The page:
Sydney is the latest Australian airport to announce a trial of facial recognition to eventually replace passports.
Starting in May, Qantas passengers at Sydney Airport can take part in a trial using facial recognition to replace their passport.
Sydney Airport chief executive Geoff Culbert said the introduction of biometric processing will turn passengers’ faces into both their passport and boarding pass.
Passengers taking part in the trial will go from check-in to the aircraft only showing their passports once.
At the moment, international passengers show their passport up to six times: during check in, baggage drop, border processing, security screening, airport lounge and the boarding gate.
But the biometrics system will mean that passengers only have to show their passport once for verification when they first arrive at the airport.
Passengers will even be able to check-in for their flights at home using facial-recognition technology on their smartphones. Scanners at egates will then identify their faces at bag drop, border processing, security screening, the airport lounge and boarding gate.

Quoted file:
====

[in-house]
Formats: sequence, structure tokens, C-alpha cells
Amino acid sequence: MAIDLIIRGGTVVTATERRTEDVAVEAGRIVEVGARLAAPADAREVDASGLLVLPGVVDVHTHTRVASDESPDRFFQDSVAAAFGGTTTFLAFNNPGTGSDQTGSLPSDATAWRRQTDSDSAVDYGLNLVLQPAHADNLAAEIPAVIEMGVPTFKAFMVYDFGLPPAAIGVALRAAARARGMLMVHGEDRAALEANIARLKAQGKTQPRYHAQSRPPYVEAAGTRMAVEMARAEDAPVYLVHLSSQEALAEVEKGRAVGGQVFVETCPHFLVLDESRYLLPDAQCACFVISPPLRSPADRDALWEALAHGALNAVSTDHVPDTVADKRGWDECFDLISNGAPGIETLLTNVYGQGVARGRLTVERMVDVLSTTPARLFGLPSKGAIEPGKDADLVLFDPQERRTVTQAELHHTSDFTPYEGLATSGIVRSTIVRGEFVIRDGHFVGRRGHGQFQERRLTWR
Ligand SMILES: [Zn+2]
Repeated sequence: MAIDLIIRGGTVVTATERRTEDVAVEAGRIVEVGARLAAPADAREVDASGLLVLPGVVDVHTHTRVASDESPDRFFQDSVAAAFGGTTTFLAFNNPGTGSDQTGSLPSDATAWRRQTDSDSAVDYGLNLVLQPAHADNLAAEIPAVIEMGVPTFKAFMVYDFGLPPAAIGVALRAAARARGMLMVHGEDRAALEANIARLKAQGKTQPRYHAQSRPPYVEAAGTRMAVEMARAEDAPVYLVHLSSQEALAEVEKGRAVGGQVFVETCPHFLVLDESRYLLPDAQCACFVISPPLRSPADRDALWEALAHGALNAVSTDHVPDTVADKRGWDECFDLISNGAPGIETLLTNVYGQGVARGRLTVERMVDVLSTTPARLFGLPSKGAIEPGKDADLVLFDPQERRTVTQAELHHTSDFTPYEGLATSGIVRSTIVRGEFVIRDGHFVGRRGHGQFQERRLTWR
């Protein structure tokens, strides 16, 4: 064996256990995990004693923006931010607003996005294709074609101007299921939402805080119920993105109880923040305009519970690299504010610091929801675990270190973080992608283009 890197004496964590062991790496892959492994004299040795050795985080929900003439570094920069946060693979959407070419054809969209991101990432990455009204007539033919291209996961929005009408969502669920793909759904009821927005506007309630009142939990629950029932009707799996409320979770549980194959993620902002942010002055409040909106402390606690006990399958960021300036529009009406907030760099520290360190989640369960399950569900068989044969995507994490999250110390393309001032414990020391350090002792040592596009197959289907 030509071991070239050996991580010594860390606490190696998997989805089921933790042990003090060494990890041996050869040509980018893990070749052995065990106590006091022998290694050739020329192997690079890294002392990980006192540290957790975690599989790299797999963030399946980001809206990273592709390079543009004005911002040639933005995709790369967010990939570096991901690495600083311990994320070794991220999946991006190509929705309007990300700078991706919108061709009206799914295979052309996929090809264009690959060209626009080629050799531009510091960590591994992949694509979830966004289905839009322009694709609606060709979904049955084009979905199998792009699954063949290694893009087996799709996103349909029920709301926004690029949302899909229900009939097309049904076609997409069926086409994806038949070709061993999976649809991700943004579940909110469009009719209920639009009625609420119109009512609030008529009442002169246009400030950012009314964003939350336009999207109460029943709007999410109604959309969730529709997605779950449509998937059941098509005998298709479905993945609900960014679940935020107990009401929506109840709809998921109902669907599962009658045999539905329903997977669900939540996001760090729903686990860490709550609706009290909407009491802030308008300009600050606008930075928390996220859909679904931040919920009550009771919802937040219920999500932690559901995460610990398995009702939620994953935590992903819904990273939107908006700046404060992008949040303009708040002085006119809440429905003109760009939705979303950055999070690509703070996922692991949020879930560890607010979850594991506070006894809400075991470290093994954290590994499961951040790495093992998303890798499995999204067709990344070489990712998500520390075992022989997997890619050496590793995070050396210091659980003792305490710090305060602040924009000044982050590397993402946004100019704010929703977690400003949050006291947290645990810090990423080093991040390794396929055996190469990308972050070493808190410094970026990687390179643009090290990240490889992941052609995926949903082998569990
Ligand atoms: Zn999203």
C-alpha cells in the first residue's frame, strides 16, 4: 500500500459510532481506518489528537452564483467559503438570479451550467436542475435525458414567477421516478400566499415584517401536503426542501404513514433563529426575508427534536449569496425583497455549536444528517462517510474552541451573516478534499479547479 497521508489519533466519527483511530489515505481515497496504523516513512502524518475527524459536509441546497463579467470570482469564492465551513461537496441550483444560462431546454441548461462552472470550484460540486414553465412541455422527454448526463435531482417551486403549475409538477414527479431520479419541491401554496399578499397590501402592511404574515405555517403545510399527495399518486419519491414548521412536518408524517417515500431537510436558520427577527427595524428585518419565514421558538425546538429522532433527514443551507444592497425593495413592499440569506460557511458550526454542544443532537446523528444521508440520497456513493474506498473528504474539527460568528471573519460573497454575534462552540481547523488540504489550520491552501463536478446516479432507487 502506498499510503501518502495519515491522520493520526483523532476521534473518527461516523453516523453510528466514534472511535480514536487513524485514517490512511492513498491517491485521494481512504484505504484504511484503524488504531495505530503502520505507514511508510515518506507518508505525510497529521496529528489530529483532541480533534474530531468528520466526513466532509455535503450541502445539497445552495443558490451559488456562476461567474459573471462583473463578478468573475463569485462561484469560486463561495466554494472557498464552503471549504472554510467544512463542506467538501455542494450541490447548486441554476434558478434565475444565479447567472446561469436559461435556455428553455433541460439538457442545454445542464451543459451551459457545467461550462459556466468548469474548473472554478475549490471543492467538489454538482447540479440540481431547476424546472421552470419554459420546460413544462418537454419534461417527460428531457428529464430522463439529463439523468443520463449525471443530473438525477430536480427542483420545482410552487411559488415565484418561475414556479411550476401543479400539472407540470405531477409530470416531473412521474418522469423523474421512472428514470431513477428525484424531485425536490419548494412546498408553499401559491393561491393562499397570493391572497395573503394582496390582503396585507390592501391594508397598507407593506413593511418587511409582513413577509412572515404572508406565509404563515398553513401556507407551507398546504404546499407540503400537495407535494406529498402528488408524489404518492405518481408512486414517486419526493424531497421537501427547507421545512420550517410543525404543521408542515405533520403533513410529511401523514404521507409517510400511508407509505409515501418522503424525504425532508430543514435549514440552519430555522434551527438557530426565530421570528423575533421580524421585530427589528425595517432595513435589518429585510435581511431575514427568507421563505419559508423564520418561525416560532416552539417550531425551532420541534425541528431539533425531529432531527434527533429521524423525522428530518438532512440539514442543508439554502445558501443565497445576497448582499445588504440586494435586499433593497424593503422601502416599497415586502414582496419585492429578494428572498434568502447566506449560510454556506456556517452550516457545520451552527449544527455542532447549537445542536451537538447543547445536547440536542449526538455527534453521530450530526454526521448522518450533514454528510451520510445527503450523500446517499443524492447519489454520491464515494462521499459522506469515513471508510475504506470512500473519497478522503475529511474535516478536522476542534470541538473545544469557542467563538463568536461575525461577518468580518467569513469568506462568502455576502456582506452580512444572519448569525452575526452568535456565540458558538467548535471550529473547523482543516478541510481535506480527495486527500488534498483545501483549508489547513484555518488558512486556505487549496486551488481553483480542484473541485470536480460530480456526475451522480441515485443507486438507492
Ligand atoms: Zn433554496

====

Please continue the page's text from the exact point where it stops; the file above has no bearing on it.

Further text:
Full details of exactly how the processes will work are not yet available. For example, passengers wanting to take part in the trial will be required to register with the Australian Border Force in May but it is not known what details they have to provide. The airport said that ‘relevant privacy issues’ will be managed.
Last July, the Australian government announced a contract with Portuguese company Vision-Box to install 105 new ABC eGates, called SmartGates in Australia, with more to come later. The eGates use facial recognition technology.
Brisbane Airport facial recognition trial
In March 2017, Brisbane Airport, in partnership with SITA and Air New Zealand, launched a trial of facial recognition technology. That trial allowed passengers to present their details at a self-service kiosk at check-in then, when ready to board, use an automated boarding gate to be verified using face recognition technology to access the aircraft. No passport needed as the data was captured at the kiosk. That trial has shown a 70 per cent reduction in processing times for boarding and check-in.
N.B. Image credit: Vision-box